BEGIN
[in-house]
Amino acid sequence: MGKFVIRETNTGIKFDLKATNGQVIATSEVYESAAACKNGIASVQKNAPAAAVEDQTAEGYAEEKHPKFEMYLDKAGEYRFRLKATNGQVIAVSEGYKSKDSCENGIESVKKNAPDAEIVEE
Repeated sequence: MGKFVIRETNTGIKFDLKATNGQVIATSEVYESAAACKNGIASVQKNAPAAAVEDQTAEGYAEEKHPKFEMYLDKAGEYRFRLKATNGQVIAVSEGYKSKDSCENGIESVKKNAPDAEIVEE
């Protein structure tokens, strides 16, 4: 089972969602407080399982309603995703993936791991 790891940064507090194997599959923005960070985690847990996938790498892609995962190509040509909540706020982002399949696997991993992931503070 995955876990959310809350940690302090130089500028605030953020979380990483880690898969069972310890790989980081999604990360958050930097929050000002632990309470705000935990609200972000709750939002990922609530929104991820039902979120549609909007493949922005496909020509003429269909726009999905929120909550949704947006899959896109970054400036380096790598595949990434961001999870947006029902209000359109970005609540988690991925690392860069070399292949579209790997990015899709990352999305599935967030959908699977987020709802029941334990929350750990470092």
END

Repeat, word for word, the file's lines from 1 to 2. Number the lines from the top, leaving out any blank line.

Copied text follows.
[in-house]
Amino acid sequence: MGKFVIRETNTGIKFDLKATNGQVIATSEVYESAAACKNGIASVQKNAPAAAVEDQTAEGYAEEKHPKFEMYLDKAGEYRFRLKATNGQVIAVSEGYKSKDSCENGIESVKKNAPDAEIVEE